Postal Service Blocking Relief for U.S. Troops in Iraq

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WILMINGTON, DE (Talon News) — A mother of a U.S. soldier serving in Iraq is unable to ship over 300 air conditioners to the troops serving in the arid, war-torn country because they are being held up by the United States Postal Service in Wilmington, Delaware.

Mrs. Frankie Mayo, who came up with the idea to start Operation Air Conditioner, received word last Friday that the 302 brand new units she tried to send to the American soldiers could not be shipped because they contain Freon, a class 2 compressed gas.


But the air conditioners that are waiting to be shipped contain less than 12 kilograms of Freon, easily meeting the shipping requirements by the USPS.

Mayo said these air conditioners will help keep America’s armed forces from suffering from heat stroke and allow them to get more comfortable sleep. The response from the soldiers has been overwhelming, and the requests for more units have increased dramatically.

“We must cut through any red tape to get [our soldiers] what they need,” Mayo said, frustrated by the bureaucratic stonewalling. “Delays are costing American soldiers lives. I will not accept failure as it is not an option for me nor my family.”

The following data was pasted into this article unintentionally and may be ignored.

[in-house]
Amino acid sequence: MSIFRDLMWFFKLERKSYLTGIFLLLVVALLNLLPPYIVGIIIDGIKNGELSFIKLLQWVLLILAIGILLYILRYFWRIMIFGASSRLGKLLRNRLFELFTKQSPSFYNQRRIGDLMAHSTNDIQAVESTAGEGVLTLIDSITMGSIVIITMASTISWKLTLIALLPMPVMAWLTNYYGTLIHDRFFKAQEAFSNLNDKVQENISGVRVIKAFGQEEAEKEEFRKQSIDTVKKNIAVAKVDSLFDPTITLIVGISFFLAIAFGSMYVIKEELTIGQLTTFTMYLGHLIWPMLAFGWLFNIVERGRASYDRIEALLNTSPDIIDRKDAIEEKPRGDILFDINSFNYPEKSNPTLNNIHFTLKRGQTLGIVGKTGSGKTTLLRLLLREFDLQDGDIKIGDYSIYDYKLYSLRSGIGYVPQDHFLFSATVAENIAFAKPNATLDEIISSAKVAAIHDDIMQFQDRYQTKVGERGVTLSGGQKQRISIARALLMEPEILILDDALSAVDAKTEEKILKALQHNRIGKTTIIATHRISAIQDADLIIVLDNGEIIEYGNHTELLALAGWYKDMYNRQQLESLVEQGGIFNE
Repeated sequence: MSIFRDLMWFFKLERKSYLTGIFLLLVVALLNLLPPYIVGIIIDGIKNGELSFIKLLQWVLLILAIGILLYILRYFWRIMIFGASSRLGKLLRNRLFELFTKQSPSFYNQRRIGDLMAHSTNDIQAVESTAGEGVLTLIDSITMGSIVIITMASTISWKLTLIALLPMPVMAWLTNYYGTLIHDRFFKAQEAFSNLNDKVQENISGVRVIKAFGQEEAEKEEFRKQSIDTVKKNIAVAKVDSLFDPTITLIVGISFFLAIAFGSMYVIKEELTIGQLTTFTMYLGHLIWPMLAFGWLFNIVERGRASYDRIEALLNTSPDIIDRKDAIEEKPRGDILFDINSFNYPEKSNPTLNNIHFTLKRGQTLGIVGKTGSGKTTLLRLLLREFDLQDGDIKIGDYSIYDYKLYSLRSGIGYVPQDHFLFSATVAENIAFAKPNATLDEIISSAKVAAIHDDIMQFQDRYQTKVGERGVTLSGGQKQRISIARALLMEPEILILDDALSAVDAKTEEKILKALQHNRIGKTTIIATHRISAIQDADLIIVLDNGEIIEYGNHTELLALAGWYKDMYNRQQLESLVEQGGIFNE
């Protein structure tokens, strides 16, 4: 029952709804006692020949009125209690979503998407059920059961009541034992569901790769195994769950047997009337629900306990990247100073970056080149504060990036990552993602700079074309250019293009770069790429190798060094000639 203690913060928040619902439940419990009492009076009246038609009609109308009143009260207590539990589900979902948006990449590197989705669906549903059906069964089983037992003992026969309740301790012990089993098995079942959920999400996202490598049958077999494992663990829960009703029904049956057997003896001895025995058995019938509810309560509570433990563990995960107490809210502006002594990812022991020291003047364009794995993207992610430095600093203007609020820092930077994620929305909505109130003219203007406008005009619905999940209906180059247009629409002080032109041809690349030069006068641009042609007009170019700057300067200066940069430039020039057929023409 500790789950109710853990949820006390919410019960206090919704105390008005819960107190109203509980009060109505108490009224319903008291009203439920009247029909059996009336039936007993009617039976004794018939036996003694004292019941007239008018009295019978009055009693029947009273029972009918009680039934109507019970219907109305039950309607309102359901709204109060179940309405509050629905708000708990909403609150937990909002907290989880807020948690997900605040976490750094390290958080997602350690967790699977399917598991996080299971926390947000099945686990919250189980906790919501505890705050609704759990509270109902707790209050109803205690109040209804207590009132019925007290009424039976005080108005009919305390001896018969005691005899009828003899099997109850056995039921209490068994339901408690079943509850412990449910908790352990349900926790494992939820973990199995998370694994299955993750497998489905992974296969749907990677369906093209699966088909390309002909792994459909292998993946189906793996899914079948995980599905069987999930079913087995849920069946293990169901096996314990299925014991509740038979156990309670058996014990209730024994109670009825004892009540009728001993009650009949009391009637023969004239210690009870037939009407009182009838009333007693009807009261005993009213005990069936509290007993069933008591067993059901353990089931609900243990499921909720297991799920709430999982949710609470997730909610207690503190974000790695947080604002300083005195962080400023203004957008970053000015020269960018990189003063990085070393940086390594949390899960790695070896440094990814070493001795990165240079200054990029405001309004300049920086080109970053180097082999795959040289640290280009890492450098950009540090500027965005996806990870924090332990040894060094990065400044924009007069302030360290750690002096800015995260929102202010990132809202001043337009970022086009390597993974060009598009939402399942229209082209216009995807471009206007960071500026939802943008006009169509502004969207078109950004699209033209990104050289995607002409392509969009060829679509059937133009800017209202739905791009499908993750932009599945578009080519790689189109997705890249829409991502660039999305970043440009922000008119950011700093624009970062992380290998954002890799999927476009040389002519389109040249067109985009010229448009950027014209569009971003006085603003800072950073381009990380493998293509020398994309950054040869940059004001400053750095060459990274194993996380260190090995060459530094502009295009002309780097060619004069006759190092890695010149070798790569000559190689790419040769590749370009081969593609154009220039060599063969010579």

Interestingly, since Mayo mailed her son the first air conditioner unit in June, more than 425 air conditioners have been shipped to Iraq. Neither the USPS nor the Pentagon have been critical of the shipments prior to last Friday.

Supporters of Operation Air Conditioner are urging concerned citizens to contact Postmaster General John Potter by calling him at 202-268-2000, faxing him at 202-268-5211, or emailing him at

In the meantime, Mayo has enlisted the services of Logistics, Inc., a shipping company in Baltimore, Maryland to help deliver the air conditioners to the troops in Iraq. Logistics President and Owner Remie Danielson found that the units meet all shipping regulations. As a goodwill gesture, Danielson gave Mayo a reduced rate to have 400 air conditioners shipped immediately to Iraq next week.